Here's why airport security takes so long

Travelers are told to arrive at their departure airport three hours before their flights, because TSA agents are fleeing the agency in droves.
Written by Zack Whittaker, Contributor

A TSA checkpoint. (Image: CBSNews.com/CBS Interactive)

CHICAGO -- Airport security is a special kind of hell, and anyone who goes through it regularly knows it.

One graph by Quartz shows the simple reason for it. There are too many people coming in and not enough people to process. And don't we know it -- almost every time we travel, the lines appear to be getting longer, and so do the wait times. It's becoming increasingly difficult to gauge when to turn up for pre-screening ahead of our flights, because unthinkable variables get in the way.

Just last week, the "longest TSA line you've ever seen" was spotted at Chicago Midway. A video posted of a line that spanned more than two minutes gained notoriety on Reddit and social media.

But with the number of passengers vastly outweighing the number of TSA agents, the situation is only getting worse.

It's so bad that the TSA is now warning travelers at some airports, like Chicago O'Hare and Midway, to show up at their departure airport up to three hours before their flight leaves -- all because there aren't enough staff to man the security posts.

And I know all too well, because this weekend I was there.

Flying back from Chicago to New York at the end of the weekend was a nightmare for this exact reason. My partner and I were bounced from one flight to another, waiting in reserve, after we missed our first flight because of snaking TSA lines that were hundreds of people deep.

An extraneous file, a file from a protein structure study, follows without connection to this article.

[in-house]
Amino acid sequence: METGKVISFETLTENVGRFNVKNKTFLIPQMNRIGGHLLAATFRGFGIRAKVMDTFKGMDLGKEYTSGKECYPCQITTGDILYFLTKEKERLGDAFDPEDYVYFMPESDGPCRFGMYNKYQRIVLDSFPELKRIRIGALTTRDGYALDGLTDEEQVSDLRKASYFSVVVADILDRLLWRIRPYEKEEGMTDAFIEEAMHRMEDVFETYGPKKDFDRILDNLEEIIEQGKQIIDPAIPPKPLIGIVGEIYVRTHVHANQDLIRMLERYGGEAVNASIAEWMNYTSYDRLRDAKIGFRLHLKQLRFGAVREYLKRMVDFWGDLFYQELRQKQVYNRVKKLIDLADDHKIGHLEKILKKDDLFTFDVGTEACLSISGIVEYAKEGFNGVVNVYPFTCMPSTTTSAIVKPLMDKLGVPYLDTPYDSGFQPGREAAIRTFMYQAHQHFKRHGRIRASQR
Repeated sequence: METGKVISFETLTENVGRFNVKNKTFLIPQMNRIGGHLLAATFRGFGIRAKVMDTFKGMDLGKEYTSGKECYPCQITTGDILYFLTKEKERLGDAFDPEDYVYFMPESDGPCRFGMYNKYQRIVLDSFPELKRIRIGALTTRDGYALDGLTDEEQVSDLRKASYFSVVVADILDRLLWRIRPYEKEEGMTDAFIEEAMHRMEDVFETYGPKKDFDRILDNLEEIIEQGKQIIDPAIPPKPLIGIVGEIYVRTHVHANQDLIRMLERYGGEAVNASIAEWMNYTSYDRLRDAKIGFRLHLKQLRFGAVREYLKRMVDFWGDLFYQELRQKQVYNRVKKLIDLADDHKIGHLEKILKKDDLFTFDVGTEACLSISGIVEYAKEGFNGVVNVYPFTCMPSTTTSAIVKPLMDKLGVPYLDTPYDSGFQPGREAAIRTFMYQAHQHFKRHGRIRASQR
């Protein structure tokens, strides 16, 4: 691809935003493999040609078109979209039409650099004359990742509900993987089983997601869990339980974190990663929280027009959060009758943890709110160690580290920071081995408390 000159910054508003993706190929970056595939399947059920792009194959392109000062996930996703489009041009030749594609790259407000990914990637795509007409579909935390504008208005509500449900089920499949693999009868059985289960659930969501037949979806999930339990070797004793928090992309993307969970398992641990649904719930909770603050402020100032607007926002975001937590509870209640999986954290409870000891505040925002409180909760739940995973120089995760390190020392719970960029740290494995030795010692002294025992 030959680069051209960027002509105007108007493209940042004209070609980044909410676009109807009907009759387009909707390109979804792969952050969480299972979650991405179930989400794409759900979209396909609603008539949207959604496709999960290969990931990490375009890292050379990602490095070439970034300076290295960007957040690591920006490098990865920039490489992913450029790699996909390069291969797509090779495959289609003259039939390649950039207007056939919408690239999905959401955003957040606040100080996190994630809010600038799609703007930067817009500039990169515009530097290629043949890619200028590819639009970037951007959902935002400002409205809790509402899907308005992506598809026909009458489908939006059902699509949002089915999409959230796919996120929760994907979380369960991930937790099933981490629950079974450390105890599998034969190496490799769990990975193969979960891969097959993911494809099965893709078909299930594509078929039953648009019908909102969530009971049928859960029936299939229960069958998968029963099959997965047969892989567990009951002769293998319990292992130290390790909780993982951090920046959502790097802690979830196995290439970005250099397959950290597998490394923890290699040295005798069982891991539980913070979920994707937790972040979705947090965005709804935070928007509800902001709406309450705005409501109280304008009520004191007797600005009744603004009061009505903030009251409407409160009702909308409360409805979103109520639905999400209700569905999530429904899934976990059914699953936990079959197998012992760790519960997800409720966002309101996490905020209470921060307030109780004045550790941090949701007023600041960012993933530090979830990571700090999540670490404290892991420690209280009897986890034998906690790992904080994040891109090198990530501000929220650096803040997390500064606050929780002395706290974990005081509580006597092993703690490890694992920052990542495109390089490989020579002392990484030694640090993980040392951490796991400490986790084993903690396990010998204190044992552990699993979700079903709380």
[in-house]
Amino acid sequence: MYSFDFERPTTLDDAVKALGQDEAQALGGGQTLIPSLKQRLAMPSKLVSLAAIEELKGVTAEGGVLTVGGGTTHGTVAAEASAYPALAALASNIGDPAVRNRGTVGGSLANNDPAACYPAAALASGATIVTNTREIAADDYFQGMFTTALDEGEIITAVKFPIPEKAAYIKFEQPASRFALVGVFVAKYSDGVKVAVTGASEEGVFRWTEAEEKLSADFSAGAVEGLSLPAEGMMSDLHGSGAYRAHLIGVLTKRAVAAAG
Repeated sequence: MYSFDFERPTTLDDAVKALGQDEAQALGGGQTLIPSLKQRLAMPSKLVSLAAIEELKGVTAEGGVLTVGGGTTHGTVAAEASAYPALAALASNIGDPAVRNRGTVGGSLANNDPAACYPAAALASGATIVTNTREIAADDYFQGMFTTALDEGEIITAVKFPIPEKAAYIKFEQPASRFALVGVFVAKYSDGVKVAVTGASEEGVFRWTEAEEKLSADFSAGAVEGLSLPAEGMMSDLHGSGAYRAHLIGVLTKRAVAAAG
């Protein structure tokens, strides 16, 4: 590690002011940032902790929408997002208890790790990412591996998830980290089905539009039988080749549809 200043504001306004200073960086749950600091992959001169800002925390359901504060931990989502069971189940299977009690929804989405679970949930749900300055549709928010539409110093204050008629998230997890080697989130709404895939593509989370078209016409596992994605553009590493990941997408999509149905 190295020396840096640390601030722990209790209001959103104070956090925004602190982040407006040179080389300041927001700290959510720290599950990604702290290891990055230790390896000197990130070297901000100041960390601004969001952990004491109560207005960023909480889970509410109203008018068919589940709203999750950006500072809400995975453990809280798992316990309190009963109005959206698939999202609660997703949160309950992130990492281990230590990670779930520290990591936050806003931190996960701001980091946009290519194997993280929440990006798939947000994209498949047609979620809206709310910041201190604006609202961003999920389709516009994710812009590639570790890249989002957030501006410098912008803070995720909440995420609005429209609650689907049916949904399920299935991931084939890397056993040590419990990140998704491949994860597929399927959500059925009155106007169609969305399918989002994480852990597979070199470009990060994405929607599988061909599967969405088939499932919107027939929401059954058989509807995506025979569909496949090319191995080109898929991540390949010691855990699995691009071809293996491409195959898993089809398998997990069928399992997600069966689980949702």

Once we were airside, it wasn't just passengers complaining about long waits and their missed flights. Airline staff were also feeling the strain.

"There just aren't people to screen everyone," said one airline customer service official. Another said it's been a "nightmare" for months, because the lines back up and the airlines have to fit people who missed their flights on overbooked and already-packed flights.

Earlier this year, American Airlines said that the TSA is its "number one problem right now."

The big question is why are TSA agents are leaving in droves?

According to one report, the TSA lost 4,644 employees in 2014 and hired 373 people. This year, the TSA will hire almost more than 760 new officers to speed up the screening process, but that's a drop in the growing sea of air-travelling passengers.

Whistleblowers have said that the TSA is an "agency in crisis" in part because of a culture of hostility and intimidation within the agency.

Former TSA agent Jason Edward Harrington said in a report for The Guardian last year that there are "far too many TSA managers who reign with a tyrannical hand, and whose promotion to managerial positions remains a mystery to the workforce."

The agency has also come under fire for spending tens of thousands of dollars on apps that took others just a few minutes to develop in open-source. An inspector general report from last week showed the TSA also had serious IT deficiencies, including failing to patch servers, which "increases the risk that baggage screening equipment will not operate as intended."

"TSA needs to clean house from the top down, and floor-level agents should be focusing more attention on passengers and less attention on objects," said Harrington.

When emailed, a TSA spokesperson did not answer specific questions, but referred to a May 4 statement.

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